Wired Magazine states that the four most heavily trafficked sites on the Internet are Facebook, Apple, Amazon, and Google. Facebook alone has 500 million users, and users collectively spend more than 3 billion hours on this site, or more than 55 minutes a day per person. It’s a vertitable interaction hub, where many businesses have a significant presence, and their pages are an integral part of their brand identity.
Many of these fan pages offer information pertinent to their consumers, as well as coupons to entice customers to their brand. Dell, for example, has done a great job with its social media resource for small businesses. Understanding that small business owners buy computers, by offering them this resource, small business owners interested in social media keep Dell top of mind.
As consumers spend more time on these Facebook pages, a natural extension is for companies to be able to provide sales and customer support directly from these pages. Check out, for example, 1-800-Flowers’s Facebook page, where you can do just that.
Multichannel customer service vendors understand that Facebook is now a shopping and service destination, and they're extending their core multichannel products to offer apps that install a “Support" tab on a company’s wall.
Once a user (customer or prospect) clicks on this tab, they can engage with the community or a customer service agent without ever leaving the site. Capabilities that will become standard include:
Searching for an answer in forum posts as well as in a corporate knowledgebase.
Rating forum and knowledge posts.
Recommending forum posts to be added to the corporate knowledgebase.
Part of managing your brand is making sure that your customer service experience is consistent across all touchpoints that you use to interact with a company – traditional ones such as voice, email, chat, web self-service and now the social interaction channels.
What does a "consistency of experience" mean? It means that:
The knowledge a customer or agent has access to must convey the same message across all touchpoints. The voice will understandably be different for, for example, a chat session and an email session.
The agent must have a full view of the customer’s interactions across all touchpoints — traditional and social ones. Another way of saying this is that customer data should not live in independent technology silos.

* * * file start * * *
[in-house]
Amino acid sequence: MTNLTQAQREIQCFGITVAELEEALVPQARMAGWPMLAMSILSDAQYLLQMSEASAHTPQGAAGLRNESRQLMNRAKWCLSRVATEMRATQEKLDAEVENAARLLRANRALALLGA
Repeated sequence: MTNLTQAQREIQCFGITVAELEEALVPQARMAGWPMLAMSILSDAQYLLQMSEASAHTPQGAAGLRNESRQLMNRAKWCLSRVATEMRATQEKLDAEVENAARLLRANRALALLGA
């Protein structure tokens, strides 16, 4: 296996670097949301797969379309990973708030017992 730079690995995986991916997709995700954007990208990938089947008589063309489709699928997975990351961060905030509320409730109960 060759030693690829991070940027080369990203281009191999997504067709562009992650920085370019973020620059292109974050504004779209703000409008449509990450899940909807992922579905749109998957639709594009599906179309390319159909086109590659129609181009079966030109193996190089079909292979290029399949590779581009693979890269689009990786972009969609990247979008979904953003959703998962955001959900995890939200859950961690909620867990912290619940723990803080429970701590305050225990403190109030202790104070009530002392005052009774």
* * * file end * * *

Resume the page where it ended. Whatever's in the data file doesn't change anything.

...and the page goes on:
The processes that an agent follows must be the same for interactions coming in across all touchpoints — traditional and social.
KANA Software, most well known for its suite of enterprise-class multichannel customer service software (email, knowledge) released last year a new type of solution: Service Experience Management (SEM). This product allows the extension of business process management to the front office and is poised to compete with solutions offered by Pegasystems and Sword Ciboodle. BPM coupled with customer service is a trend that Forrester is seeing, as it enforces agent consistency, productivity, and compliance with policy; we have just published a research paper about this trend.
KANA announced today that it has reached a definitive agreement to purchase a company called Lagan, which is a leader in case management solutions for government, specifically local governments. Lagan has solutions for Web self-service and case management that are used in cities like Toronto, Boston, and Vancouver for 311 (informational) calls.
This acquisition holds geographic coverage promise — it will allow KANA to increase its European footprint, which has recently been very small, and Lagan to gain a good foothold in the US and compete in larger government opportunities.